However, let's say we need to get experts involved. I think in that case the defense should be required to divulge any experts hired, consulted and the contents of those results regardless of whether it is incriminating.

The majority of Defendant are, in fact, guilty. If they were not, the system would be a terrible mess because we would be regularly incarcerating innocent individuals. Sometimes we are, most of the time, we are not.

Again, I suppose there is a normative and descriptive distinction problem here. Normatively, the rules should be different. Descriptively, it is clear why they are not.

Posted by: Robert Barnhart | Feb 21, 2012 1:45:53 PM

To my original point, however, the State could have saved itself a lot of time in Wetzel by just turning everything over. Also, I'm not necessarily blaming the district attorney here. Coordination of documentation b/w local agencies is no picnic.

Posted by: Robert Barnhart | Feb 21, 2012 1:47:41 PM

It is perhaps a bit synchronicity that Wetzel v. Lambert follows the wrongful convictions post.

Someone in the Wetzel opinion is lying unless the majority and minority read two different case files.

But more important is the probablility that Jackson would lie if it would save himself even if it meant the death of Lambert at the hands of the state. If that is what the police wanted to hear, that is what he would say.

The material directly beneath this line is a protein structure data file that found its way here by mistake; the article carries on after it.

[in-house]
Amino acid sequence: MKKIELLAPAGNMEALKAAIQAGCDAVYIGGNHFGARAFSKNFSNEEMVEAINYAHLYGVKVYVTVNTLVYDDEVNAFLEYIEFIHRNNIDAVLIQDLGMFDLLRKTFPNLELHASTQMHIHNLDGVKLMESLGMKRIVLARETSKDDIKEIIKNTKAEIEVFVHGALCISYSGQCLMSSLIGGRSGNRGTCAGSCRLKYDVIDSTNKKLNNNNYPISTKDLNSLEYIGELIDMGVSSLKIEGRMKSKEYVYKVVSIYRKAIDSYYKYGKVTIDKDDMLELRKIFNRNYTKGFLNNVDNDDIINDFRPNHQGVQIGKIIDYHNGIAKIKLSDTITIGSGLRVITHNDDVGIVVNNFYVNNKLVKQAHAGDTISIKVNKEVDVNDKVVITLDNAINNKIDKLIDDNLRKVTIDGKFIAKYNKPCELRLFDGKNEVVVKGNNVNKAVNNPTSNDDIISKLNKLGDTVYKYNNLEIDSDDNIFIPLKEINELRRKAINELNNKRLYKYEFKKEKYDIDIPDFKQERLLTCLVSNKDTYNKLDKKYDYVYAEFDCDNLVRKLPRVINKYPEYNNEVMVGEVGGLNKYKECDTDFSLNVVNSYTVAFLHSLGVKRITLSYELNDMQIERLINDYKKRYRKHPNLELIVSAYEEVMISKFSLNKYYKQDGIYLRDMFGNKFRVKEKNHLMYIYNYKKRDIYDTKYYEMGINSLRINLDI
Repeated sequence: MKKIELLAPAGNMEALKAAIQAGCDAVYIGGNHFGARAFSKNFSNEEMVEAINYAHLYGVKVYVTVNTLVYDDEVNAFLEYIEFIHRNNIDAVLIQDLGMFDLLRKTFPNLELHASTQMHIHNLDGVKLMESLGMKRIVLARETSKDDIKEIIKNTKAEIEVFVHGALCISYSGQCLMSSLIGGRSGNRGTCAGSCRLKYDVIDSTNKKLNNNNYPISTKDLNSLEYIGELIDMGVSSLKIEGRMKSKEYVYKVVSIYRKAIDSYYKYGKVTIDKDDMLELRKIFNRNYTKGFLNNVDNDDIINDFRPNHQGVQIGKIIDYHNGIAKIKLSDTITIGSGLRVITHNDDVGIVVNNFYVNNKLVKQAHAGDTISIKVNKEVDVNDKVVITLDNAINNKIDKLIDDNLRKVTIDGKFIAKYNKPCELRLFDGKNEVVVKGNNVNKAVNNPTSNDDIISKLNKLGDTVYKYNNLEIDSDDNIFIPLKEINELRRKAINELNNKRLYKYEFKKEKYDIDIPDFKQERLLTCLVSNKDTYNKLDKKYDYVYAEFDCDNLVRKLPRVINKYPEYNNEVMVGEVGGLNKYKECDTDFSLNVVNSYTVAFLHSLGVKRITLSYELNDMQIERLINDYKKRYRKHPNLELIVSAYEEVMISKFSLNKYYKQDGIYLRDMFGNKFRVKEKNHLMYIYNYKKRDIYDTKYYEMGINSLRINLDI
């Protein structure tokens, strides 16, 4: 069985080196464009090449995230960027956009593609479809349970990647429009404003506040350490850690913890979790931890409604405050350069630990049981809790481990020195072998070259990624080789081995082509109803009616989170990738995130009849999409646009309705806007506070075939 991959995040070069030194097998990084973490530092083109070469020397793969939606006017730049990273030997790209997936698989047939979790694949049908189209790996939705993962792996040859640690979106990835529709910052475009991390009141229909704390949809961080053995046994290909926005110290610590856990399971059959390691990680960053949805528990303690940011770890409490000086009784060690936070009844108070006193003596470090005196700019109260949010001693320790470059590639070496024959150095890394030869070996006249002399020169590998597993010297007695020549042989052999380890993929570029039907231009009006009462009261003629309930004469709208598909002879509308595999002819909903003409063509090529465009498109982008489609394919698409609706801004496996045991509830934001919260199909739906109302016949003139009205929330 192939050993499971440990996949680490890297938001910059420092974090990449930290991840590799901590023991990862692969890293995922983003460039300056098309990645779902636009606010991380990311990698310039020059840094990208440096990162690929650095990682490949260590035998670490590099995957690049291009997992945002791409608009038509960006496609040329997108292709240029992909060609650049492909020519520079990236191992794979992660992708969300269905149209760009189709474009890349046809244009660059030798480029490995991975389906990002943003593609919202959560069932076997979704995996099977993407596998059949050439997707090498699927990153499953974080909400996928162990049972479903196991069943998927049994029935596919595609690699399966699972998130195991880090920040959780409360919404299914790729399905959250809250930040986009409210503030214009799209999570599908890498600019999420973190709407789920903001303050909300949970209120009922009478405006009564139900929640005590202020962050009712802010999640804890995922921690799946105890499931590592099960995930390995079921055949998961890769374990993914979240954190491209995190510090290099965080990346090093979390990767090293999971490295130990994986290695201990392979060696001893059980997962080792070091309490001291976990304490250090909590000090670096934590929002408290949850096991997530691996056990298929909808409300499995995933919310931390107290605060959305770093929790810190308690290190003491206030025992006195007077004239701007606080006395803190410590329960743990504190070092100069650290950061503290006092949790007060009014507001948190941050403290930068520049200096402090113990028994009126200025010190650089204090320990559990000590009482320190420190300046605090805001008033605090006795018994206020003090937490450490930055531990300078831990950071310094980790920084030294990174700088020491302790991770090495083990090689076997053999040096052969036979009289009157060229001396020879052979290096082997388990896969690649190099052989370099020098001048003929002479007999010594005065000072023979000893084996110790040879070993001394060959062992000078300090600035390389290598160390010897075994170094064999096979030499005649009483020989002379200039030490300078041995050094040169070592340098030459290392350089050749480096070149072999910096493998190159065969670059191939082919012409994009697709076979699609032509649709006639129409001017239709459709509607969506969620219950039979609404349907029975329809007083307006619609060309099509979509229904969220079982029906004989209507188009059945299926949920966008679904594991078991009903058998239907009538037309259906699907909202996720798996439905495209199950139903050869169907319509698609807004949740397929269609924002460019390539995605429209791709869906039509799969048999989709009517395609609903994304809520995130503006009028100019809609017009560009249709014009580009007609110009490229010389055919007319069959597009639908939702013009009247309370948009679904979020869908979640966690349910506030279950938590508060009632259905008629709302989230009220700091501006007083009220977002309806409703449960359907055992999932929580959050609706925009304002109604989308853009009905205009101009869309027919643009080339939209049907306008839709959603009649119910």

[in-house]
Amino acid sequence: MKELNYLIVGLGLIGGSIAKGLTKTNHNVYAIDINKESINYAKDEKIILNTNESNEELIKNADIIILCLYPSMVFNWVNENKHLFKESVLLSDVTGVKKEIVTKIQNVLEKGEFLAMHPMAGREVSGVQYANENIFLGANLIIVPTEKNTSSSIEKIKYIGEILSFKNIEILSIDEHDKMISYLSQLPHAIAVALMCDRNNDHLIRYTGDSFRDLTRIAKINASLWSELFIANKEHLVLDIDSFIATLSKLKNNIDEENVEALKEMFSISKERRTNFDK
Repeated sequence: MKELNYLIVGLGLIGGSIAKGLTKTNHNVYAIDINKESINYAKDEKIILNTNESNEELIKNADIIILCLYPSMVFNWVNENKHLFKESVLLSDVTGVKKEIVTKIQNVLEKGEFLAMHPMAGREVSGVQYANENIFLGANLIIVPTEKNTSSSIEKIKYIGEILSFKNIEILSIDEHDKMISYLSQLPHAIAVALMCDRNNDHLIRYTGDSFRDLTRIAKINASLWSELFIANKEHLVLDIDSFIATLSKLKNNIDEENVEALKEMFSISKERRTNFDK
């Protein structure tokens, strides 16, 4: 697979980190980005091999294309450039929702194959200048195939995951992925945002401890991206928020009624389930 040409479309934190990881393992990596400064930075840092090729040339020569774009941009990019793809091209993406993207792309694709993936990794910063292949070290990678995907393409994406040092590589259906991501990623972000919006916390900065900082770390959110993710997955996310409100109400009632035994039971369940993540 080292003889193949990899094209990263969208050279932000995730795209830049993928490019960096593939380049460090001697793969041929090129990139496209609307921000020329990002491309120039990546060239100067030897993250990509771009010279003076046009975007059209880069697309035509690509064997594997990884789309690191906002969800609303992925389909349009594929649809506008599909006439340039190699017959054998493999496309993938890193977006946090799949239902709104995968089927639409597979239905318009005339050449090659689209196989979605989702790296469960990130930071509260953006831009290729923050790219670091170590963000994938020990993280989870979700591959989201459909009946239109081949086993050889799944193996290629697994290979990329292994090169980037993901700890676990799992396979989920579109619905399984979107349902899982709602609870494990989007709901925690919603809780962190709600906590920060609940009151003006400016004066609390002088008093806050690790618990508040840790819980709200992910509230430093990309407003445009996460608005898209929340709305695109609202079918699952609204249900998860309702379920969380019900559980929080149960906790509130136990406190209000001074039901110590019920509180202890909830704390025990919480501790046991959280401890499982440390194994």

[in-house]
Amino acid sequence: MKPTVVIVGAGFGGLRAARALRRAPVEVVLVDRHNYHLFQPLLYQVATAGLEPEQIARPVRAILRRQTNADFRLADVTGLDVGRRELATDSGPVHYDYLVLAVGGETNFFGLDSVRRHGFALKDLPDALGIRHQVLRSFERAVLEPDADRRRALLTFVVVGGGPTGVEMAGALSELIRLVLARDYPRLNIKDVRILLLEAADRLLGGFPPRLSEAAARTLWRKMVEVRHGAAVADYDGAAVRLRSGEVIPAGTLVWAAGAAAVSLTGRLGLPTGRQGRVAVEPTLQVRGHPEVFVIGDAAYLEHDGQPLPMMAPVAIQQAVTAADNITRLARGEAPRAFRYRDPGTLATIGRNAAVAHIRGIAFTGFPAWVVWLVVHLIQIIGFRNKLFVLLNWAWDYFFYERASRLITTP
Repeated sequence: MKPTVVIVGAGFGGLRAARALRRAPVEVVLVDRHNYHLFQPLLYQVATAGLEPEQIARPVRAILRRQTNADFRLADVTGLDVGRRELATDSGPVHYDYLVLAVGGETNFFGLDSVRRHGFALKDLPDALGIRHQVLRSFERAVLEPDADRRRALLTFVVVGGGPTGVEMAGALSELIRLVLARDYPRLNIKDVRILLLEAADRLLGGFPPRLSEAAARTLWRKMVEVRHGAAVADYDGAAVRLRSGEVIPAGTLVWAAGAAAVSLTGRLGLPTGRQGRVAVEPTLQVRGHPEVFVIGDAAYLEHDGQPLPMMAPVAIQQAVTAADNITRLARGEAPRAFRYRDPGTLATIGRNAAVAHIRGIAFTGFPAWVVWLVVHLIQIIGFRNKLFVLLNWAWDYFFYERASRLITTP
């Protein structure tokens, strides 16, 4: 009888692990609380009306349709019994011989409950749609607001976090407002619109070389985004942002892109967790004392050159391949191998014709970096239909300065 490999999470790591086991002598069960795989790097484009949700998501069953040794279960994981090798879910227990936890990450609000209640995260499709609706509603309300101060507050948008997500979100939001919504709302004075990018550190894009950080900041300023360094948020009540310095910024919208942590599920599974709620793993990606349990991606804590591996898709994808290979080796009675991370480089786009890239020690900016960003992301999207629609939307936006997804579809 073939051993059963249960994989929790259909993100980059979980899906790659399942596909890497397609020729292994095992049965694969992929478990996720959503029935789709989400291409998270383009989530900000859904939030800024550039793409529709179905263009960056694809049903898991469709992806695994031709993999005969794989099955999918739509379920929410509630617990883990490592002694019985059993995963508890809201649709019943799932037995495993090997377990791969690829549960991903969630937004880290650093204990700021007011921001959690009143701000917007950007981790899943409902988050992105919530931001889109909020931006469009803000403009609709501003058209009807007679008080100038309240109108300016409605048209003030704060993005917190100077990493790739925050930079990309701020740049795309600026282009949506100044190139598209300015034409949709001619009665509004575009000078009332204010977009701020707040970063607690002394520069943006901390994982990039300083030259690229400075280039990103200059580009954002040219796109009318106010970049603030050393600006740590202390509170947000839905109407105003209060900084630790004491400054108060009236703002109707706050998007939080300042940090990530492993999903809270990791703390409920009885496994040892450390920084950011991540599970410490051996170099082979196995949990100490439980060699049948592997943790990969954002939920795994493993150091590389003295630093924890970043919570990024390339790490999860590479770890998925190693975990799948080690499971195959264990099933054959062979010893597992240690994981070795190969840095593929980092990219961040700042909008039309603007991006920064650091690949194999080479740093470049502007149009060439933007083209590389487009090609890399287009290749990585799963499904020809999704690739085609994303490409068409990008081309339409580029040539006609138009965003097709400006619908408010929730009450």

We know this because even the innocent will confess.

See Police Interrogation and American Justice


True Stories of False Confessions

Coupled with the withheld evidence, that multiplies the possiblity that an innocent man could be executed. If the law requires the higher courts to ignore all of this, then the law is an ass.

Posted by: George | Feb 21, 2012 2:01:05 PM

It appears that Mr. Bill is trying to get Mr. Barnhart to abandon the presumption of innocence and support the presumption of guilt as if a court room is the same as the media.

Such is the times we live in.

Posted by: George | Feb 21, 2012 2:12:09 PM


There is a big difference between the legally binding and surely morally appropriate presumption of innocence in a courtroom and reality. The reality is that a majority of Defendants can and should abandon that presumption strategically and perhaps morally to seek mercy from the Court and society.

The question I am discussing with Mr. Otis is whether it is appropriate to modify discovery rules to produce a more fair system. The Defendant does not and should not have to prove that he or she is innocent. I assume under any system any one would propose the Defendant is free to sit back and force the government to prove its case. The debate is whether the Defendant, upon choosing to undertake an investigation designed to demonstrate his or her, in fact, innocence, has to live with what that investigation turns up or should be free to only show his or her good cards.